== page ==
This page is provided to share recent news with our visitors. We have summarized articles from today's top journals in an effort to keep you abreast of current developments in our world.
On Sunday August 22, 2004, rangers with Big South Fork National River and Recreation Area (NRRA) arrested two individuals caught digging and removing artifacts from one of the parks many rock shelters. Like all the natural and cultural resources located within Big South Fork NRRA, Native American artifacts are protected under federal law.
While on a routine backcountry patrol, park rangers had noted signs of fresh digging in one of the many rock shelters they monitor. Subsequent patrols of the area were then made in hopes that the individual, or individuals, would return to further dig at the site. On Sunday morning a ranger again returned to the site and this time found two individuals digging in the rock shelter and collecting arrowheads.
After observing and taping the activities for some 30 minutes David Grover and Jackie Chaney, both of Burnside, Kentucky were arrested and are being charged under the Archaeological Resources Protection Act.
The Archaeological Resources Protection Act (ARPA) was enacted in 1979 recognizing that the archaeological resources on public lands such as Big South Fork NRRA and on Indian lands are an irreplaceable part of the Nation's heritage and that these resources are increasingly endangered because of their commercial attractiveness.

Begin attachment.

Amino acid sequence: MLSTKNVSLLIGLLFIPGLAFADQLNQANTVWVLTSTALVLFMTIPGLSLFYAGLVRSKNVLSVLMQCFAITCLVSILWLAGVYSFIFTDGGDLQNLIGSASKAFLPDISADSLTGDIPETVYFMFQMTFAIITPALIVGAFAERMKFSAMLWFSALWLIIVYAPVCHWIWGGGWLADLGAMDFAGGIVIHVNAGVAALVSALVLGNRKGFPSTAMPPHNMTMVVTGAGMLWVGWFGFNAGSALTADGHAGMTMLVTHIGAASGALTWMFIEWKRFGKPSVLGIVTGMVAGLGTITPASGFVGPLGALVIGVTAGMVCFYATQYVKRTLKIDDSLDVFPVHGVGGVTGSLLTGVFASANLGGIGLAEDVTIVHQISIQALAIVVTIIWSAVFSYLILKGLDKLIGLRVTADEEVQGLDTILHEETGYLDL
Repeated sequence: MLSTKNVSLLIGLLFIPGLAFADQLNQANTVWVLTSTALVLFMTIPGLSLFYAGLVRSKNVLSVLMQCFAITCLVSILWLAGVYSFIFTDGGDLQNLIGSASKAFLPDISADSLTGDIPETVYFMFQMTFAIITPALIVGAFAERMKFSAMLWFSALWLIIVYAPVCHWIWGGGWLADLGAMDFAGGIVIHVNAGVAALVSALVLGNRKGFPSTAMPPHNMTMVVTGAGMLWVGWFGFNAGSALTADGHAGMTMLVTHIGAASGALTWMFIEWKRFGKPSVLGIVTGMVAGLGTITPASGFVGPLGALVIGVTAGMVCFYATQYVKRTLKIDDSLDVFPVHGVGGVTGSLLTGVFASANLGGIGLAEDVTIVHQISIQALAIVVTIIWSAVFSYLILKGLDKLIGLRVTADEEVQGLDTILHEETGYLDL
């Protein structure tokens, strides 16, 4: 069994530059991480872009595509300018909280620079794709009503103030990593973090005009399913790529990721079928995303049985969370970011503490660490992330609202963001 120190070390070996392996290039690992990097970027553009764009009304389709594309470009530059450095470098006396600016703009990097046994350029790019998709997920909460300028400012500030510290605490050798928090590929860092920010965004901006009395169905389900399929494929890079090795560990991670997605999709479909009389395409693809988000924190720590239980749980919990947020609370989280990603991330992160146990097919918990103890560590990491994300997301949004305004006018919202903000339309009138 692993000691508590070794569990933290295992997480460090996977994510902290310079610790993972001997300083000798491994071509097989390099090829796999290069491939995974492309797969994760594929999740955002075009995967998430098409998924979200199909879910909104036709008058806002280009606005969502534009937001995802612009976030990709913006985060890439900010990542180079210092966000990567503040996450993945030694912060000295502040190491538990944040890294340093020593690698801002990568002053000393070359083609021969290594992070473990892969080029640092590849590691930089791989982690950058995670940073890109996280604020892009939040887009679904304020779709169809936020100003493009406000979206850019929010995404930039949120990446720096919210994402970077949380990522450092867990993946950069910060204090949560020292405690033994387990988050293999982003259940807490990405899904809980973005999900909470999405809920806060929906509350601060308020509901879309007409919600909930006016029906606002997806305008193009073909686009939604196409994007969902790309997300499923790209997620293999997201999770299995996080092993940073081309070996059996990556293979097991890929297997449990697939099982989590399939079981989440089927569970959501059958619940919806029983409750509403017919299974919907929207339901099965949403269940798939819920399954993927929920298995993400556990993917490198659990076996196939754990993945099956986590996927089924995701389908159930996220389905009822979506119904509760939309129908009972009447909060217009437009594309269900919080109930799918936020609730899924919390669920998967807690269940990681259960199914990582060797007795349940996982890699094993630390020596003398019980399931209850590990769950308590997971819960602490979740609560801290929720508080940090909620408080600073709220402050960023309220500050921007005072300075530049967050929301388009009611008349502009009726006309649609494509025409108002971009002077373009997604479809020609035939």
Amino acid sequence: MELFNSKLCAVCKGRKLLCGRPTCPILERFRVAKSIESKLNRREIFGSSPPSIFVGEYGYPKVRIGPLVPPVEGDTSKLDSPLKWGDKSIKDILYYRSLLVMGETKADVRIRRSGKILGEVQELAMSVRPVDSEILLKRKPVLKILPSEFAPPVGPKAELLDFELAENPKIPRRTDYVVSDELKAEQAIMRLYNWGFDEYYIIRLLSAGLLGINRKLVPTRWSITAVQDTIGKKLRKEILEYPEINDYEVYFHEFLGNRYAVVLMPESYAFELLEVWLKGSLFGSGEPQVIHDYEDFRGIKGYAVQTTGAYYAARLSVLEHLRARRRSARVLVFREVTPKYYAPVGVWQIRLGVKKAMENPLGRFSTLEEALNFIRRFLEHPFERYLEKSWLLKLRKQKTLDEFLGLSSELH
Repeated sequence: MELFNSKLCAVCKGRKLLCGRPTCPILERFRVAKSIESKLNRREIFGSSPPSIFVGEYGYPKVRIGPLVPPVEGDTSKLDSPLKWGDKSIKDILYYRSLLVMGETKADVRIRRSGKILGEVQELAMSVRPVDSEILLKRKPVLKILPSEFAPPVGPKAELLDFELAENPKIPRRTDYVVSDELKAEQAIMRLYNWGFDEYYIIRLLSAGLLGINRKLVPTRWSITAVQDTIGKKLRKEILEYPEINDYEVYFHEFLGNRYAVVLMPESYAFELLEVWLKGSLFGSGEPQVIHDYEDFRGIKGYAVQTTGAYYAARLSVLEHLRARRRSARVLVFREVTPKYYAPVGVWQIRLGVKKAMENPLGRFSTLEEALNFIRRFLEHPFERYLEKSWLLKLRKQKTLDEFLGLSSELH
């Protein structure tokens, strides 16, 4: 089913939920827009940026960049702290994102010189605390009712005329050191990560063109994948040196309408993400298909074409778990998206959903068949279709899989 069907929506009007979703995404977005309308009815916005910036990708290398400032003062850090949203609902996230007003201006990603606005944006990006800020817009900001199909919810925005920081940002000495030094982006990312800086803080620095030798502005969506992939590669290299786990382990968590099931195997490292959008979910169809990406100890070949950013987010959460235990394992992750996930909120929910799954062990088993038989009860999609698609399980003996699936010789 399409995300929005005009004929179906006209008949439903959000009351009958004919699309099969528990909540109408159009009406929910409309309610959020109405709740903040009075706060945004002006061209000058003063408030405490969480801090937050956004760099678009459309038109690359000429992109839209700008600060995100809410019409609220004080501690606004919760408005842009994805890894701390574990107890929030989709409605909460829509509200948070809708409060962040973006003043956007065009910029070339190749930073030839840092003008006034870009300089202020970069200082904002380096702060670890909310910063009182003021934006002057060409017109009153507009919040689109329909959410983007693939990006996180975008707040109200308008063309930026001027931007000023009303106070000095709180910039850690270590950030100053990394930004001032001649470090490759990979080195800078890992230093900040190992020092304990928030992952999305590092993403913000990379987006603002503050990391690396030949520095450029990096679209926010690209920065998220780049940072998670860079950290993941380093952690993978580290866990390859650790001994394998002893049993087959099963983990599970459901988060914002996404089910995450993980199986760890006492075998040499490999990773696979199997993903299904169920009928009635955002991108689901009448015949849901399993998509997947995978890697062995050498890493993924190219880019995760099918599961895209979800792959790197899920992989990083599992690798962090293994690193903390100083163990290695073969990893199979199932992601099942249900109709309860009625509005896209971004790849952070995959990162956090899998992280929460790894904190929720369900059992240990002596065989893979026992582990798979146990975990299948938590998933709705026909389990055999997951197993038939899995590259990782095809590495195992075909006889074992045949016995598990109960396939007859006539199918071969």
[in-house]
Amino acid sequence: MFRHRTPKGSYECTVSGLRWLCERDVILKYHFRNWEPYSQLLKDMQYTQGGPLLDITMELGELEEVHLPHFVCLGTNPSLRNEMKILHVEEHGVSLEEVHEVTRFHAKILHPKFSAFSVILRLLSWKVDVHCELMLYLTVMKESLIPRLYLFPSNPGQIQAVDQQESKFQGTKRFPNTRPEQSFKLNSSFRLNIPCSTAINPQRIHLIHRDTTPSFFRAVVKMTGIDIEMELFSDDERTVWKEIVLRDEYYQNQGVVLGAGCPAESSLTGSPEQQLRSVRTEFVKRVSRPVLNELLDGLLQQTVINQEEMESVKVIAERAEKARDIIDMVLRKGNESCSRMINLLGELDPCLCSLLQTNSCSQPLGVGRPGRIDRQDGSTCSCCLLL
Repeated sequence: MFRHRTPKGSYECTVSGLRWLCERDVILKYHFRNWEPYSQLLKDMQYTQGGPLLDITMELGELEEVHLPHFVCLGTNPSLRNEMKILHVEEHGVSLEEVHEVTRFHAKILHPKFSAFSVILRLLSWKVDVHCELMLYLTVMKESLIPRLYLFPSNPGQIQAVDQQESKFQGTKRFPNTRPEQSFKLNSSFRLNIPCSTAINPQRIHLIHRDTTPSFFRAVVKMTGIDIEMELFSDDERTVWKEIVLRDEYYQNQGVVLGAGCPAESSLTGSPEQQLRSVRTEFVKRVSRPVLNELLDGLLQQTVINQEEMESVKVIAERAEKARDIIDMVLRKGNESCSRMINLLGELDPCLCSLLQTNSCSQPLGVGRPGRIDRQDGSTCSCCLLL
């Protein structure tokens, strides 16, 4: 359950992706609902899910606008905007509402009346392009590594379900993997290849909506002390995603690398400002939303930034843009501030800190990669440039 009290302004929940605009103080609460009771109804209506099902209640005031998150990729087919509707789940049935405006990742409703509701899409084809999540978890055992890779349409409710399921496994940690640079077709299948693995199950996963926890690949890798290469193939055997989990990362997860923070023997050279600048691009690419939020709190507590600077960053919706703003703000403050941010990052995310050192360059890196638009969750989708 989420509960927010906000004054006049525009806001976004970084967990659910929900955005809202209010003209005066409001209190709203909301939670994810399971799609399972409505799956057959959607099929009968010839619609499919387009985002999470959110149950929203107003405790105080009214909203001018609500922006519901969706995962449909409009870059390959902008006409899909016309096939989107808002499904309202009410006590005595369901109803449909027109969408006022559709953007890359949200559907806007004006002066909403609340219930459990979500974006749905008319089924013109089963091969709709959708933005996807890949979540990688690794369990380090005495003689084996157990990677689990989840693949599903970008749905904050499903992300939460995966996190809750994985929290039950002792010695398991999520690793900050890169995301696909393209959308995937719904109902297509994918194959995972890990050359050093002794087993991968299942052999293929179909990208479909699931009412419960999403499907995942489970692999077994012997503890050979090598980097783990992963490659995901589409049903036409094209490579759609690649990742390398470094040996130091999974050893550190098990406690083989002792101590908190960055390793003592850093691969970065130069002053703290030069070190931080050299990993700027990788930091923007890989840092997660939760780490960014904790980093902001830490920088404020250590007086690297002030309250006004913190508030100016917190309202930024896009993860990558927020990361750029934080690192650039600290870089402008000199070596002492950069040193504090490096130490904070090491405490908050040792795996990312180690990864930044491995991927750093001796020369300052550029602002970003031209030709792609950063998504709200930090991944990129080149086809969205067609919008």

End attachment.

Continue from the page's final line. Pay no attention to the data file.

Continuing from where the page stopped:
To further assist in the protection of its many natural and cultural resources Big South Fork NRRA now has a resource protection “Tip Line” where any suspicious or illegal activities may be reported. Any person noticing illegal or suspicious activities is encouraged to call the park at 423-569-2404 ext. 505 to report what has been seen. It should be noted that all information received will be handled with complete confidentiality. As Frank Graham, Chief Ranger for the park stated, “Big South Fork receives thousands of visitors each month, they are our eyes and ears in the backcountry. The resource protection tip line will now allow our many visitors to help in the protection of the very resources which makes Big South Fork such a wonderful place to visit.”
Associated Press September 9, 2004 EBAY09/10/04
LOS ANGELES -- A California man has been charged with trying to sell the 200-year-old skull of a Hawaiian native on eBay.
Jerry David Hasson is accused of violating the Archaeological Resources Protection Act, a federal law that protects archaeological finds.
Authorities contend he put the skeletal remains on sale on eBay in February, claiming the warrior died on Maui in the 1790s. On the site, Hasson allegedly claimed he found the skull and other remains on a Hawaiian beach.
An undercover agent with the Bureau of Indian Affairs arranged to buy the skull. An anthropologist determined the skull was that of an adult female of Polynesian ancestry who was around 50 when she died.
Hasson could face up to five years in prison and a $250,000 fine.
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